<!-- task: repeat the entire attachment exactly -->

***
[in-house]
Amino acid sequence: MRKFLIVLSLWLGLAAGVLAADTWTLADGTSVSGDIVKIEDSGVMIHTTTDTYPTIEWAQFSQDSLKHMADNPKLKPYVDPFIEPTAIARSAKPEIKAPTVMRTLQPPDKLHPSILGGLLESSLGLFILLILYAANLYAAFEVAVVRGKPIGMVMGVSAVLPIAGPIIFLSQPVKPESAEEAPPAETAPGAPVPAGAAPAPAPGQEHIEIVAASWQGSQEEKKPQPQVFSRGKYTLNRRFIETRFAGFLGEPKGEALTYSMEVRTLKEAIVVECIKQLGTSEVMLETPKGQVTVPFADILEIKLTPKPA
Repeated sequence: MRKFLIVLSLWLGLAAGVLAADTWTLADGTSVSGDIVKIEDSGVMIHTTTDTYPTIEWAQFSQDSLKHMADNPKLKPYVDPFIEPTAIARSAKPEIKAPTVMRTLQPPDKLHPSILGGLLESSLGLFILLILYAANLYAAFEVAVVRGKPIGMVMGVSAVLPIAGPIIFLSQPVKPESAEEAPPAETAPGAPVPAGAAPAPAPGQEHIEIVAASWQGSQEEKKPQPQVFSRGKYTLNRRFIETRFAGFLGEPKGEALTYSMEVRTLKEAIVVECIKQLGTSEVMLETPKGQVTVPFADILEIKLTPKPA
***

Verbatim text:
[in-house]
Amino acid sequence: MRKFLIVLSLWLGLAAGVLAADTWTLADGTSVSGDIVKIEDSGVMIHTTTDTYPTIEWAQFSQDSLKHMADNPKLKPYVDPFIEPTAIARSAKPEIKAPTVMRTLQPPDKLHPSILGGLLESSLGLFILLILYAANLYAAFEVAVVRGKPIGMVMGVSAVLPIAGPIIFLSQPVKPESAEEAPPAETAPGAPVPAGAAPAPAPGQEHIEIVAASWQGSQEEKKPQPQVFSRGKYTLNRRFIETRFAGFLGEPKGEALTYSMEVRTLKEAIVVECIKQLGTSEVMLETPKGQVTVPFADILEIKLTPKPA
Repeated sequence: MRKFLIVLSLWLGLAAGVLAADTWTLADGTSVSGDIVKIEDSGVMIHTTTDTYPTIEWAQFSQDSLKHMADNPKLKPYVDPFIEPTAIARSAKPEIKAPTVMRTLQPPDKLHPSILGGLLESSLGLFILLILYAANLYAAFEVAVVRGKPIGMVMGVSAVLPIAGPIIFLSQPVKPESAEEAPPAETAPGAPVPAGAAPAPAPGQEHIEIVAASWQGSQEEKKPQPQVFSRGKYTLNRRFIETRFAGFLGEPKGEALTYSMEVRTLKEAIVVECIKQLGTSEVMLETPKGQVTVPFADILEIKLTPKPA